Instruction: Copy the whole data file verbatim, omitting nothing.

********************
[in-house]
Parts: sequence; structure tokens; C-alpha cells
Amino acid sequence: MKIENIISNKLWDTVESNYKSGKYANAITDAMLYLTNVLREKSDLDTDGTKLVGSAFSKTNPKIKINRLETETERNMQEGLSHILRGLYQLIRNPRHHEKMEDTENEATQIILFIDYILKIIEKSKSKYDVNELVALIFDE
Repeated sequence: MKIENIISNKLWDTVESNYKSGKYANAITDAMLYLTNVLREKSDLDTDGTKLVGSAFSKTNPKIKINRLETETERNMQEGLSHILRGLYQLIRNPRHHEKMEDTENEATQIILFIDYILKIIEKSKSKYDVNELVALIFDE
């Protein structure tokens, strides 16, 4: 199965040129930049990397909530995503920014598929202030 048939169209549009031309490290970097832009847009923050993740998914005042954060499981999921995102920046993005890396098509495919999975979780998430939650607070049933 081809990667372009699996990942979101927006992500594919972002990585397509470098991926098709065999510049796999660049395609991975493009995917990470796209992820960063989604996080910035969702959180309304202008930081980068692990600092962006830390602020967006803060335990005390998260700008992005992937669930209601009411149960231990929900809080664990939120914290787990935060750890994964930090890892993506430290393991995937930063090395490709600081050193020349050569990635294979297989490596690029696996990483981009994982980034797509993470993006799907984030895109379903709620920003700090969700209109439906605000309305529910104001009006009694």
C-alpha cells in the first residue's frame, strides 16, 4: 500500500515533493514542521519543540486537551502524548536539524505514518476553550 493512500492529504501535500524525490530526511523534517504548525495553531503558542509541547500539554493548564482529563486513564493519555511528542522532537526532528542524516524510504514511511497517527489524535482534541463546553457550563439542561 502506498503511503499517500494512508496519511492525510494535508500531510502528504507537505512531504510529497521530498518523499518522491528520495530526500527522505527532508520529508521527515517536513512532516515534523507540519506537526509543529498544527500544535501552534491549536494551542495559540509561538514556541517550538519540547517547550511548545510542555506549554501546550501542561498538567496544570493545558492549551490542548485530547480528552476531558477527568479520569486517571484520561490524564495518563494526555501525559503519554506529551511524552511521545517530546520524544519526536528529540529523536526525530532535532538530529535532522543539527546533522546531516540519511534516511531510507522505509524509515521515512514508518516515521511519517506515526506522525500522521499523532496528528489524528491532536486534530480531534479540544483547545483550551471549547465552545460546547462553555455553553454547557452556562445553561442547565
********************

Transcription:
[in-house]
Parts: sequence; structure tokens; C-alpha cells
Amino acid sequence: MKIENIISNKLWDTVESNYKSGKYANAITDAMLYLTNVLREKSDLDTDGTKLVGSAFSKTNPKIKINRLETETERNMQEGLSHILRGLYQLIRNPRHHEKMEDTENEATQIILFIDYILKIIEKSKSKYDVNELVALIFDE
Repeated sequence: MKIENIISNKLWDTVESNYKSGKYANAITDAMLYLTNVLREKSDLDTDGTKLVGSAFSKTNPKIKINRLETETERNMQEGLSHILRGLYQLIRNPRHHEKMEDTENEATQIILFIDYILKIIEKSKSKYDVNELVALIFDE
């Protein structure tokens, strides 16, 4: 199965040129930049990397909530995503920014598929202030 048939169209549009031309490290970097832009847009923050993740998914005042954060499981999921995102920046993005890396098509495919999975979780998430939650607070049933 081809990667372009699996990942979101927006992500594919972002990585397509470098991926098709065999510049796999660049395609991975493009995917990470796209992820960063989604996080910035969702959180309304202008930081980068692990600092962006830390602020967006803060335990005390998260700008992005992937669930209601009411149960231990929900809080664990939120914290787990935060750890994964930090890892993506430290393991995937930063090395490709600081050193020349050569990635294979297989490596690029696996990483981009994982980034797509993470993006799907984030895109379903709620920003700090969700209109439906605000309305529910104001009006009694």
C-alpha cells in the first residue's frame, strides 16, 4: 500500500515533493514542521519543540486537551502524548536539524505514518476553550 493512500492529504501535500524525490530526511523534517504548525495553531503558542509541547500539554493548564482529563486513564493519555511528542522532537526532528542524516524510504514511511497517527489524535482534541463546553457550563439542561 502506498503511503499517500494512508496519511492525510494535508500531510502528504507537505512531504510529497521530498518523499518522491528520495530526500527522505527532508520529508521527515517536513512532516515534523507540519506537526509543529498544527500544535501552534491549536494551542495559540509561538514556541517550538519540547517547550511548545510542555506549554501546550501542561498538567496544570493545558492549551490542548485530547480528552476531558477527568479520569486517571484520561490524564495518563494526555501525559503519554506529551511524552511521545517530546520524544519526536528529540529523536526525530532535532538530529535532522543539527546533522546531516540519511534516511531510507522505509524509515521515512514508518516515521511519517506515526506522525500522521499523532496528528489524528491532536486534530480531534479540544483547545483550551471549547465552545460546547462553555455553553454547557452556562445553561442547565